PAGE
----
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    How To Tell If You Have Early Menopause

    To diagnose early menopause correctly women should seek help from their doctor. While the symptoms of early menopause can be very telling, your doctor or gynaecologist will have to perform medical tests to confirm if this is the case. If you suspect you might have early menopause it is advisable to visit a doctor so he/she can perform a diagnose. However, in this OneHowTo article we explain you the symptoms of this condition and the different methods used to determine if you have early menopause.

    The symptoms of early menopause are similar to those of normal menopause. Among the most common symptoms are these:

    • Changes in your periods
    • Insomnia
    • Lower sex drive

    If you experience any of these symptoms and think that you’re still young to have menopause you should call your doctor or gynaecologist and make an appointment.

    At your appointment, explain the reasons why you think you have early menopause. Your doctor may perform a physical examination and a pregnancy test to rule out other possible conditions with similar symptoms.

    A thyroid condition or pregnancy have similar symptoms of early menopause, but if the doctor rules out these symptoms, he/she might do a blood test to check your levels of estradiol, a form of estrogen. The results of this test may indicate an ovarian insufficiency, which will point as early menopause as the most likely cause.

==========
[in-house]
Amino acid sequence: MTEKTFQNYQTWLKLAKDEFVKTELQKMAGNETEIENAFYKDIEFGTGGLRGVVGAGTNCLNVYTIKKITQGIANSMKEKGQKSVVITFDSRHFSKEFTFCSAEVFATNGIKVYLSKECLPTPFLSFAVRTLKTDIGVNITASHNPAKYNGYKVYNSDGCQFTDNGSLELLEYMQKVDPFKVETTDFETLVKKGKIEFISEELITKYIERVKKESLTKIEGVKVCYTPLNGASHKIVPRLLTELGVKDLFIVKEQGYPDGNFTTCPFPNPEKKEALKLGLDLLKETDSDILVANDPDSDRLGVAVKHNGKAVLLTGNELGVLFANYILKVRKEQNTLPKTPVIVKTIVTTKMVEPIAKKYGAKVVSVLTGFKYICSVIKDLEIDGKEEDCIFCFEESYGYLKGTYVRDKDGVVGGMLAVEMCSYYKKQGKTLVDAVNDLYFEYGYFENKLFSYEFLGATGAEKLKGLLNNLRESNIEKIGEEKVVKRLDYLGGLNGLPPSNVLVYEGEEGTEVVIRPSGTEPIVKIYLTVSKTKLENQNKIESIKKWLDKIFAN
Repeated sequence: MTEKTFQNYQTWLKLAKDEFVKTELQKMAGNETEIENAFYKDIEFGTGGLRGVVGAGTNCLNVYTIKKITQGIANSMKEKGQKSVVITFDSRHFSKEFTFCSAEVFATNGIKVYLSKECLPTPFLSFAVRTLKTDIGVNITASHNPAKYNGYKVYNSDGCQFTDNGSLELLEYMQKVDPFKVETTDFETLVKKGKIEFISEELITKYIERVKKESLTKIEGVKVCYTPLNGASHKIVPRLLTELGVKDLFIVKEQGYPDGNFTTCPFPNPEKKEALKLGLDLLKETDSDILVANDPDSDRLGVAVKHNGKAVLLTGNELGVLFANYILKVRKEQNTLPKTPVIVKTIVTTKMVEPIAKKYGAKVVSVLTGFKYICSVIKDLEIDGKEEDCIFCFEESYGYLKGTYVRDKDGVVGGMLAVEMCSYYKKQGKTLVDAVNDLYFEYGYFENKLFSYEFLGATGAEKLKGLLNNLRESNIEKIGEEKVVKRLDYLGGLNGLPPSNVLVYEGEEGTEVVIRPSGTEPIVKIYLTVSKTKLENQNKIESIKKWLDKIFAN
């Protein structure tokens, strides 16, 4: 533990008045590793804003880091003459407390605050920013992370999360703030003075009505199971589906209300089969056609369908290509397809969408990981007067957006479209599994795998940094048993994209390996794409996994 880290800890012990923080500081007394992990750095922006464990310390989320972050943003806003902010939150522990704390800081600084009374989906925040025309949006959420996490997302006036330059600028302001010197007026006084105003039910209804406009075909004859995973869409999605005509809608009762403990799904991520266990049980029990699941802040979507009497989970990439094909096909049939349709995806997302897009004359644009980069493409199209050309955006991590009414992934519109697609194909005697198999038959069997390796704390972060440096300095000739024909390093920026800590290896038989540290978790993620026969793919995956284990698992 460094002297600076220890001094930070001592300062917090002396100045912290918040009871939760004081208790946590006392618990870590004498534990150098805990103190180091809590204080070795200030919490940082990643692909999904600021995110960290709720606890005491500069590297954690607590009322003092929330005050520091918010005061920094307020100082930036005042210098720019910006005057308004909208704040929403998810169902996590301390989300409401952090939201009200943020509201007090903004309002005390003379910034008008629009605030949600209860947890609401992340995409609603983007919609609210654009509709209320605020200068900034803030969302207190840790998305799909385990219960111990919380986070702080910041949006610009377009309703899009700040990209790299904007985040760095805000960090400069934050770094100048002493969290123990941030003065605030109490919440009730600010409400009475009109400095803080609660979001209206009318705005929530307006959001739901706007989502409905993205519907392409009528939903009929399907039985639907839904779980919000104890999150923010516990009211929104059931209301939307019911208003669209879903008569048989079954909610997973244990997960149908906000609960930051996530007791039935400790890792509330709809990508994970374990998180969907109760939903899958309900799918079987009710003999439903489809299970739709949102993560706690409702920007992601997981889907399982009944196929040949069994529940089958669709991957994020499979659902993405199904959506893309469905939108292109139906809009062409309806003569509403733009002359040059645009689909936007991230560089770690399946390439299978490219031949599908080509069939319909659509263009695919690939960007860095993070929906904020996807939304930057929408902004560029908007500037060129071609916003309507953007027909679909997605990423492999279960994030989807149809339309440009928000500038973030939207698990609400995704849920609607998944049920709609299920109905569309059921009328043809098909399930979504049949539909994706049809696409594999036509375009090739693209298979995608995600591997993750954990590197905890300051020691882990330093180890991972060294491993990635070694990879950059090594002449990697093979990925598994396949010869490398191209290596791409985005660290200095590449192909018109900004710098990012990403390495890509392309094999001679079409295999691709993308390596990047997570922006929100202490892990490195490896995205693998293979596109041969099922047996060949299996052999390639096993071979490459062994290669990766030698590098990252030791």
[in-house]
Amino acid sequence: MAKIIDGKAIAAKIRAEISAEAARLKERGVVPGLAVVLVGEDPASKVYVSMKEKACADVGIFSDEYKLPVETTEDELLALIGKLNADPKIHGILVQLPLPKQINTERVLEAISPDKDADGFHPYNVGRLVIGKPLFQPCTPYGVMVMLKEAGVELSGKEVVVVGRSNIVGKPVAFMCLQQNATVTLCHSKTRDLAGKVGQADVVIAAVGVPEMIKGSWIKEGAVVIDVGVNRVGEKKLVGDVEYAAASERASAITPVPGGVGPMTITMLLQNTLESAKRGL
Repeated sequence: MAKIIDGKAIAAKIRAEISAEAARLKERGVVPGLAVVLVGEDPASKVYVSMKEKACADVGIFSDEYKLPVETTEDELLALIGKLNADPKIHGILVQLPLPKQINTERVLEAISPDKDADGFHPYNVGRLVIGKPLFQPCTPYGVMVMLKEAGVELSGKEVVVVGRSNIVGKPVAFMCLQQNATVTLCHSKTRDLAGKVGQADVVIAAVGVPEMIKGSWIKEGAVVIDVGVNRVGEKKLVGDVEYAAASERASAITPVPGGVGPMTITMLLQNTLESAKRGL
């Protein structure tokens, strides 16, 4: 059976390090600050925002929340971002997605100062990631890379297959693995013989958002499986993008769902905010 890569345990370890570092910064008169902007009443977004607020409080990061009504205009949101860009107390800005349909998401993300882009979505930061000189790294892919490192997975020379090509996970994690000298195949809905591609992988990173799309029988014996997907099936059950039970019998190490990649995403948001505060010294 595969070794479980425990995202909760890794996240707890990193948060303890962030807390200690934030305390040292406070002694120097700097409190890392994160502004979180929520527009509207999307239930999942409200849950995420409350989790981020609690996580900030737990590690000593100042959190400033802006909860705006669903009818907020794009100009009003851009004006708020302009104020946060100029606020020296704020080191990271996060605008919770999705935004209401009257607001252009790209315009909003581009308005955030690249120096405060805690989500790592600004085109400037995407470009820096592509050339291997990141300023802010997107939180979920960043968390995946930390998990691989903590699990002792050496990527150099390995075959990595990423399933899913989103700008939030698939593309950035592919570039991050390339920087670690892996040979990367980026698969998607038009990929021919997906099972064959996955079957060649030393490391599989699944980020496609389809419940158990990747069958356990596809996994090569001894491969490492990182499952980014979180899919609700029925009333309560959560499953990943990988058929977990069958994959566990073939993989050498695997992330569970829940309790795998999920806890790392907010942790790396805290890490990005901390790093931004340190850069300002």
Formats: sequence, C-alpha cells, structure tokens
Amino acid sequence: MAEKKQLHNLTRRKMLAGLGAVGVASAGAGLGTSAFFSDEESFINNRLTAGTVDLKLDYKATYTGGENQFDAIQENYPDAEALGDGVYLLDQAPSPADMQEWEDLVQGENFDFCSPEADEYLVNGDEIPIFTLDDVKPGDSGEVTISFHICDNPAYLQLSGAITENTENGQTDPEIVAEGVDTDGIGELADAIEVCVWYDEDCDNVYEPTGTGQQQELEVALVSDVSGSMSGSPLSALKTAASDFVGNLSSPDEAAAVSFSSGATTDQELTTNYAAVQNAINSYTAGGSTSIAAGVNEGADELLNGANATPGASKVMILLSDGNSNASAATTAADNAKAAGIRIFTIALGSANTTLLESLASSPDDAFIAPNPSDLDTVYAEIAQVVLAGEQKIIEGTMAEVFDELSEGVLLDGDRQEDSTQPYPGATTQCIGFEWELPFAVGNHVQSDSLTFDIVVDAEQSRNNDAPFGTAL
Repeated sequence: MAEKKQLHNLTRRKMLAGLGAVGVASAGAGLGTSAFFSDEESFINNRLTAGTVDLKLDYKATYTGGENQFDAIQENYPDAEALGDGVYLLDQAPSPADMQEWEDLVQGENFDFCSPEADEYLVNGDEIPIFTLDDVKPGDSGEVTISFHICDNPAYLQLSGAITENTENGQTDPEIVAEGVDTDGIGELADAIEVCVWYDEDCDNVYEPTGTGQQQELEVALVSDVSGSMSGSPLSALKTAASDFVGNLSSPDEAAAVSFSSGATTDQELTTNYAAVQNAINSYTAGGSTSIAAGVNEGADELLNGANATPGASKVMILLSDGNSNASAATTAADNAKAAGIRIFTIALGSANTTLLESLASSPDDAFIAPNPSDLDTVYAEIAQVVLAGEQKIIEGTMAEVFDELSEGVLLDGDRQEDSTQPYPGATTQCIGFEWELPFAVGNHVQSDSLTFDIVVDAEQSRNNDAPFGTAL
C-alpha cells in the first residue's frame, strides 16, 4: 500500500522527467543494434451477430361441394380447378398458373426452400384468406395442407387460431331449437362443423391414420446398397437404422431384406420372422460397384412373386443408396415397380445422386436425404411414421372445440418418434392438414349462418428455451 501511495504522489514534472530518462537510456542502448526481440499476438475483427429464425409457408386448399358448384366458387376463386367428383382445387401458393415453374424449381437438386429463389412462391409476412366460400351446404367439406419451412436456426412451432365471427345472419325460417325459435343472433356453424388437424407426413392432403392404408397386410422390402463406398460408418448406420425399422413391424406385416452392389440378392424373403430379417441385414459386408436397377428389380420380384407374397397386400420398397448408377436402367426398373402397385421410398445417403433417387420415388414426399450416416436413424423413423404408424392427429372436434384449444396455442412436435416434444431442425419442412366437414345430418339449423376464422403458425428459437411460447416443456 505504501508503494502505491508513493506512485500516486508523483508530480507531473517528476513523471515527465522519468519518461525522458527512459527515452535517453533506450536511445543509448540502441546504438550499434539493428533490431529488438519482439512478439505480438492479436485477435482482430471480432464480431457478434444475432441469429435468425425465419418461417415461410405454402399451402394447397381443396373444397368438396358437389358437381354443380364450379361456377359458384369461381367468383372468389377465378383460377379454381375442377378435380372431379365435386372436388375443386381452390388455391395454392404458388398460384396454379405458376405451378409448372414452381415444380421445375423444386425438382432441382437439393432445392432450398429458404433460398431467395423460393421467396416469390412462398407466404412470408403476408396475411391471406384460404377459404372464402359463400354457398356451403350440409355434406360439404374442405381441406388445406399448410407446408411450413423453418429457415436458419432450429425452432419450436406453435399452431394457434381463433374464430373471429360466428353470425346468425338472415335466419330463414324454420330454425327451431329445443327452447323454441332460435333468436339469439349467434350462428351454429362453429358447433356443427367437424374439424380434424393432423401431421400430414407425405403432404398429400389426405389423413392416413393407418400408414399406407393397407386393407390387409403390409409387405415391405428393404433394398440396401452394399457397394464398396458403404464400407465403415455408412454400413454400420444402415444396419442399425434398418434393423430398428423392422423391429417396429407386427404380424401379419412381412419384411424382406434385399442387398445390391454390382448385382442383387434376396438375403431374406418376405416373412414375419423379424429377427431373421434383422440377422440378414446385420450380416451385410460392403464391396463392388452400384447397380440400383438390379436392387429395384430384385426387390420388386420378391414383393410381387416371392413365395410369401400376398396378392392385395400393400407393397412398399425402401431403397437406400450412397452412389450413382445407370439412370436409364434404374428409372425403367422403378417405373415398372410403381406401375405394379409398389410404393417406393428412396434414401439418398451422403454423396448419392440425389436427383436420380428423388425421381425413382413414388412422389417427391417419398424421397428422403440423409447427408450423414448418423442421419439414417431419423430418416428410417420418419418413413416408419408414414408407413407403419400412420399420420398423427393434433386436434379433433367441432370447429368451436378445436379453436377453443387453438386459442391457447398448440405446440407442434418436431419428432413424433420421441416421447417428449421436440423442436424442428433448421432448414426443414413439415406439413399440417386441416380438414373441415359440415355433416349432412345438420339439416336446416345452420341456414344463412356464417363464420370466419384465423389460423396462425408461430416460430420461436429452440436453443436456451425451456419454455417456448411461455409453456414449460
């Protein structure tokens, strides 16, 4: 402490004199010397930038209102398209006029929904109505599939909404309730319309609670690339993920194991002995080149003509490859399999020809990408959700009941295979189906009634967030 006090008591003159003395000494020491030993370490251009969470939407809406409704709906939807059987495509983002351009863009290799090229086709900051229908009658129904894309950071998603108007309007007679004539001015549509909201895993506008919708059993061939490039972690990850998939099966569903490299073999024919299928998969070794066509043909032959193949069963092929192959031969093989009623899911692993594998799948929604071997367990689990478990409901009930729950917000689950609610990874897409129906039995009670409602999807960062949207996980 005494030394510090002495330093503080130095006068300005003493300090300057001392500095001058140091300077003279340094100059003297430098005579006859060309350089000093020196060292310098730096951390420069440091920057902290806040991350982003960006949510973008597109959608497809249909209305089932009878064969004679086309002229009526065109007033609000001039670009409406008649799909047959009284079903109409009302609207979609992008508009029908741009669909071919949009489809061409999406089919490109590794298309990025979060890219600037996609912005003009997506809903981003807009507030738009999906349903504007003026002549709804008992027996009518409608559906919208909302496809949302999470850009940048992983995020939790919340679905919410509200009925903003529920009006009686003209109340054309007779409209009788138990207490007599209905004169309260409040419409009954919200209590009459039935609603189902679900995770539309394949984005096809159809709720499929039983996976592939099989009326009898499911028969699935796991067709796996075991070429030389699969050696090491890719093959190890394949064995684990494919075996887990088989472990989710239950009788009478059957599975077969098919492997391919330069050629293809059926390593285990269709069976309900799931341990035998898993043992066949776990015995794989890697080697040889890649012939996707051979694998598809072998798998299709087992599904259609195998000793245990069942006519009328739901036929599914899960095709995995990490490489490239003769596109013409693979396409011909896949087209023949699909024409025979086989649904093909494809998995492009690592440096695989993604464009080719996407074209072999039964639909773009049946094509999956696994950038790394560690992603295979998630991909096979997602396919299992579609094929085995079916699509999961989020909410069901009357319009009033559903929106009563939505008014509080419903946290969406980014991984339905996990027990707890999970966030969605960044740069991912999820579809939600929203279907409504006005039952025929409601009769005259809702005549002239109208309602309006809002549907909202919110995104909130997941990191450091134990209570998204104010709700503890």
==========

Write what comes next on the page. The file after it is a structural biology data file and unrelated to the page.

You Notice Other Changes In Your Body

    Along with the above signs and symptoms, women in perimenopause and menopause may notice other changes in their bodies. This is because the hormonal shift that happens during menopause can affect multiple parts of the body. Some women may experience:

    • Loss of fullness in breasts
    • Vaginal dryness or itching
    • Hair loss
    • Hair growth on body and face
    • Skin that feels or looks dry and wrinkled
    • Thinning skin

    While it seems like a lot will change during menopause, try not to be too anxious about it. Your OB/GYN can tell you about treatments that can help you manage symptoms so you can get through it as easily as possible. At Green Valley OB/GYN, we are committed to providing comprehensive care to women in all stages of life. From the first gynecological exam through menopause management, our team will be with you every step of the way. If you are having signs of menopause, call our Greensboro office at 378-1110 to make an appointment.